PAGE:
In other areas, yosuzume are not seen as bad omens, but as warning signs that a more dangerous yokai, the okuri inu, is nearby. For this reason, the yosuzume is also known as the okuri suzume, or “sending sparrow,” and its call is said to be a reminder to travelers to watch their footing on the dangerous mountain paths and to not fall down.

Hari onago


TRANSLATION: hook girl
ALTERNATE NAMES: hari onna (hook woman)
HABITAT: streets and alleys; found on Shikoku
DIET: young, virile men

APPEARANCE: A fearsome yokai known as hari onago appears at night on the roads of Shikoku, and is indistinguishable in the dark from an ordinary young woman with loose and disheveled hair. Upon closer look, however, the tip of each of her hairs is fitted with a needle-like, barbed hook – though if one is close enough to notice these hooks, it is probably already too late.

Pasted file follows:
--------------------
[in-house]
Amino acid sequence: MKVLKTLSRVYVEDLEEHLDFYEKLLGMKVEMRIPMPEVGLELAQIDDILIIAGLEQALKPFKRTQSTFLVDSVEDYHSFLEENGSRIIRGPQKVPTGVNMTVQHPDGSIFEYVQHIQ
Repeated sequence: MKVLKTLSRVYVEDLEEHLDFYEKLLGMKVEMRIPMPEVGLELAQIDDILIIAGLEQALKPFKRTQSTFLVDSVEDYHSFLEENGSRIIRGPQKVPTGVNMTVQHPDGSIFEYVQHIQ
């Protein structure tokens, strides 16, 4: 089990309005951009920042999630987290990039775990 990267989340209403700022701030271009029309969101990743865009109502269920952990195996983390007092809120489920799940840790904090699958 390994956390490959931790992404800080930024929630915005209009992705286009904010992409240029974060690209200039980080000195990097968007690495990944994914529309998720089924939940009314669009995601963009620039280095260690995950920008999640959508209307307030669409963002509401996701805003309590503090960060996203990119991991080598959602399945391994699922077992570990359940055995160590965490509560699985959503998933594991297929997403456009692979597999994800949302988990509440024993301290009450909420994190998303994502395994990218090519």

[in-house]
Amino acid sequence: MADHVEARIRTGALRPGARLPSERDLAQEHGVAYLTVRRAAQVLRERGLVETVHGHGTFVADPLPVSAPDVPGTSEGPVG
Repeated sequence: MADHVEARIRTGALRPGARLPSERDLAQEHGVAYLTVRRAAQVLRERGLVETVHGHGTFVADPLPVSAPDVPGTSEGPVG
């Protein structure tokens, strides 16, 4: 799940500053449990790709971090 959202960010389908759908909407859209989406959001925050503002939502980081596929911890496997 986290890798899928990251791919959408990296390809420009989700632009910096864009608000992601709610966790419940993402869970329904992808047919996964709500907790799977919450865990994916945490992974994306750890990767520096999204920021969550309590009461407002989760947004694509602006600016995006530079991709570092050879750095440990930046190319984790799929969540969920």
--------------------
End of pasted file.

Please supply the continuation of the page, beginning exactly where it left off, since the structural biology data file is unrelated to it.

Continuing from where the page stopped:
INTERACTIONS: Hari onago wanders the streets searching for victims – usually young, single men walking by themselves. When she comes across a suitable man, she smiles coyly at him. If the smile is returned, she attacks: she lets all of her hair down, and the barbed ends lash out with blinding speed and a will of their own, sinking deep into her victim’s flesh. Her strength is so great that even the strongest man can be overpowered by her hooks. Once her victim is ensnared and rendered helpless, she rips him into pieces with her hooks and devours the remains.